By Danielle Kutchel
With mental health in the spotlight, a Narre Warren VCAL class has taken matters into its own hands with an exhibition to explain to their peers that help is out there.
The VCAL Intermediate (year 11) class at Foundation Learning Centre in Narre Warren held a mental health exhibition on Tuesday 4 May, featuring presentations on and information about a variety of support organisations.
The event was designed to raise awareness of the fact that help is available, according to teacher Daniella Maloney.
“We’ve got about 15 different organisations presented, and the students created PowerPoints and brochures to give out to people,” she explained.
Students worked in pairs to choose which organisation they wished to focus on, resulting in a diverse range covering issues like bipolar disorder, sexuality, family deaths and depression.
The students also created small products to sell on the day, all with a positive vibe; tables were decorated with handmade keyrings in colourful designs, as well as hand-painted canvas prints and screen-printed tote bags featuring positive affirmations and mottos written by each student.
Parents, families and students from other year levels were then invited to visit the exhibition.
Ms Maloney said students had “really gotten into” the idea.
“I think the mottos gave them that personal buy-in,” she said.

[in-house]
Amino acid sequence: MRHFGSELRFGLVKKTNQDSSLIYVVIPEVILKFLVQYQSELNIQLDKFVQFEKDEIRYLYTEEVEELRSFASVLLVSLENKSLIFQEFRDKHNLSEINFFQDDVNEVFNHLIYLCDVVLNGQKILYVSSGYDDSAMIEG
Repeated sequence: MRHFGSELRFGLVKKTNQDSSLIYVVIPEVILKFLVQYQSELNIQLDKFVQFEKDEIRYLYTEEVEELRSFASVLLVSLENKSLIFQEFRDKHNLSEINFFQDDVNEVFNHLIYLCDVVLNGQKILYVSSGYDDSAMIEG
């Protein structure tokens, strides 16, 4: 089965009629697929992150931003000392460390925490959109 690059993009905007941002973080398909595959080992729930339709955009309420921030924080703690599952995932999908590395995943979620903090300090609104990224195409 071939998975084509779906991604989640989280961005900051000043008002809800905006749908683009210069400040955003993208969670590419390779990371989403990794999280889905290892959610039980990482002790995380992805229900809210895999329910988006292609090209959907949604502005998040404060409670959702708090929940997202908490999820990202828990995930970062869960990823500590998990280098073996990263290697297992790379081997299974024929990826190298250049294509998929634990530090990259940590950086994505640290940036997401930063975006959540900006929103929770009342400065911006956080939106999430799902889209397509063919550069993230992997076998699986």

“It’s been able to personalise the event for them.”
The mottos were also screen-printed on calico bunting which was used to decorate the room.
Alanna Head, a student in the VCAL class, said “quite a lot of work” had gone into the day.
“Everyone has participated a lot in trying to make today a really good day for everyone,” she explained.
“I chose Lifeline for my presentation, I felt like it was one of the more important ones because it deals with suicide prevention.
“But everyone chose different ones that are all very important as well.”
She said she hoped people would feel more able to reach out when they need help with their mental health.
“There’s nothing embarrassing about reaching out for help, because there are a lot of people struggling and it’s better to speak up than stay quiet,” she said.
Her classmate Bowdie Hallisey researched the Black Dog Institute and said she had learned a lot about the type of help and resources available for different mental illnesses.
“It’s always good to have information, and if you know it, it will benefit yourself and others around you,” she said.
“Give people the resources they might need because not everyone is ready to get help but when they are, they need to know where to go.”
Ms Maloney said the work students put in to their booths and presentations would contribute to their marks in their personal development and work-related skills classes.
If you need help, please reach out to:
Beyond Blue: beyondblue.org.au or call 1300 22 4636
Lifeline: lifeline.org.au or call 13 11 14